✚6940✚ German pre WW1 mounted group General Honour Decoration Centenary Medal


Original pre WW1 German parade mounted medal group: Prussian General Honour Decoration in Bronze ‘1912’, Prussian Centenary Medal & Prussian Military Long Service Medal for 9 Years' Service, INTERESTING GROUP, GENUINE RIBBONS, THE MEDALS HAVE SEEN BETTER DAYS, ALL THREE ARE SOMEHOW CORRODED / WORN, THERE IS A RANK PIP ADDITION ON THE PRUSSIAN GENERAL HONOUR DECORATION'S RIBBON, AN INTERESTING GROUP INDEED


Prussian General Honour Decoration in bronze ‘1912’ (Allgemeines Ehrenzeichen in Bronze ‘1912’) - Large bronze medal with loop for ribbon suspension; the face inscribed ‘VERDIENST UM DEN STAAT’ (Merit to the State) within a laurel wreath; the reverse with the crowned cipher of King Wilhelm II and dated ‘1912’ below; diameter 39.29mm (1.55 inches). The Decoration was founded by King Friedrich Wilhelm III on 18 January 1810 to reward meritorious service to the State in peacetime (‘zur Belohnung für Verdienste in Friedenszeiten’). On 27 January 1912, King Wilhelm II added a bronze class and it was awarded until suppressed in 1918. The medal is not often found.

Prussian 1897 Centenary Medal (Zentenarmedaille) was officially titled the Medaille zur Erinnerung an des Hochseligen Kaisers und Königs Wilhelm I., des Großen, Majestät to honor the 100th Birthday of Kaiser Wilhelm I.  It was established by Kaiser Wilhelm II (Kaiser Wilhelm I's grandson) through a Royal Order effective 22 March 1897 and was given to all active duty Imperial German military personnel and veterans of the wars of 1848, 1864, 1866, and 1870-1871. The recipients promptly dubbed it the Apfelorden (The Order of the Apple, due to it's size and color).   Modern German collectors often call it the Zitronorden  (The Order of the Lemon, again due to it's size and color and partly because they forget the name Apfelorden).  It is interesting to note that any 1870-1871 Kriegdenkmünze (KDM or Franco-Prussian War Medal) with official clasp(s) should be with this medal as well since the clasp issue was after the Centenary. The Centenary Medal is 4.0cm wide and made with bronze French cannons captured in the 1870-1871 Franco-Prussian War.  The medal was designed by Professor Walter Schott and was made by the firm of L. Ostermann, Berlin (a well known manufacturer of medals).  The obverse shows a raised relief profile portrait of Kaiser Wilhelm I with the inscription WILHELM DEM GROSSE DEUTSCHER KAISER KOENIG VON PREUSSEN (Wilhelm the Great, German Emperor and King of Prussia).  The reverse has the raised relief inscription ZUM ANDENKEN AN DEN HUNDERSTEN GEBURTSTAG DES GROSSEN KAISERS WILHELM I.  1797-22MAERZ-1897 (In Rememberance of the Hundredth Birthday of the Great Emperor Wilhelm I.  1797-22 March-1897).  A design of a laurel leaf spray, oak leave branches, crown, scepter, orb, Bible, and sword arcs from the 3:30 to 11:00 position.  The original silk ribbon is plain yellow (representing gold) which varies in width from 3cm +/- .5cm (depending on the maker).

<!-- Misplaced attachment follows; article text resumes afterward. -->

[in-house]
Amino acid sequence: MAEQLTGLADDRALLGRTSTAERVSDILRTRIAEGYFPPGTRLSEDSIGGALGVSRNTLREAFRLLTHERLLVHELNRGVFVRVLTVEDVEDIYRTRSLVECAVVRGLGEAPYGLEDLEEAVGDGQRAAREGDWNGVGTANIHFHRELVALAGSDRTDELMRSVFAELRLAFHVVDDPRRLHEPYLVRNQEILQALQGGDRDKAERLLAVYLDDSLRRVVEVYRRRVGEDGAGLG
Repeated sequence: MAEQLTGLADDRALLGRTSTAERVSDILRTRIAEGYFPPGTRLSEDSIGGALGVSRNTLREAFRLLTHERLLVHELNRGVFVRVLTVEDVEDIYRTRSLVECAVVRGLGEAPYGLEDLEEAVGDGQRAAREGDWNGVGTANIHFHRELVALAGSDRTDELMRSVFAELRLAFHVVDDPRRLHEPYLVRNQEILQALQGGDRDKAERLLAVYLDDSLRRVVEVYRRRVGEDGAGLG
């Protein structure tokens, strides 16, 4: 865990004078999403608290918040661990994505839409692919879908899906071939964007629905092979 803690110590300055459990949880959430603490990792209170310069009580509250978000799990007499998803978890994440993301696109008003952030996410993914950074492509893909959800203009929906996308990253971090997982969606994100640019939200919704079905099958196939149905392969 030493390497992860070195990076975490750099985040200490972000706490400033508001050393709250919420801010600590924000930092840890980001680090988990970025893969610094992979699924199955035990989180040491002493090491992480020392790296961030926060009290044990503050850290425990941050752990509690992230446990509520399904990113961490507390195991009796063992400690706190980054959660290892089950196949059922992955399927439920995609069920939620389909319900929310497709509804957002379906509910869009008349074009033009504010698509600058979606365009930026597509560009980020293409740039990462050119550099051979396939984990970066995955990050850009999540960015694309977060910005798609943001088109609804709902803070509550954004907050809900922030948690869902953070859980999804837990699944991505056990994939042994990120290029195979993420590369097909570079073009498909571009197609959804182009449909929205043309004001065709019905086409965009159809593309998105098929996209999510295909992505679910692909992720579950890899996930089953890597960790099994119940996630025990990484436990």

Prussian 9-Year Military Long Service Medal (9 Jahre Dienstauszeichnung) was instituted in 1913 to replace the Militär Dienstauszeichnung Schnalle 3. Klasse. It was awarded to military active duty NCO's and enlisted personnel for 9 years active service and required the recommendation of their Commanding Officer. Awards of this medal continued until the 3rd Reich introduced a series of new medals.  These medals are often found on WWI German medal groups and identifies the wearer as a Prussian. Originally, only one long service award could be worn, so this medal could not be worn with any other (as well as any of the Landwehr long service awards).  It's important to remember that the Prussian Landwehr had a similar award which is very often confused with this one. During the 3rd Reich era, the rules were changed which allowed for the wearing of 2 long service awards. The 9-Year Long Service Medal was made of a metal similar to a silver cupro-nickle with a ring loop soldered on for the suspension ring (which is often of a dissimilar metal) through which a blue silk woven ribbon (UV-negative) is worn. The diameter varied over the years from about 32 mm to 35 mm and was relatively thick at slightly over 2 mm. The obverse had the Prussian crown centered with Treue Dienst  (Faithful Service) arching the upper portion and bei der Fahne (with the colors) arcing in the lower portion.   The reverse carried only a IX, which represented 9 years. No attachments were authorized but you sometimes encounter one with a 3rd Reich eagle device - which is absolutely incorrect.  The presence or absence of a miniature 3rd Reich eagle device on a ribbon bar helps in identifying which medal is represented since the ribbons were often exactly the same.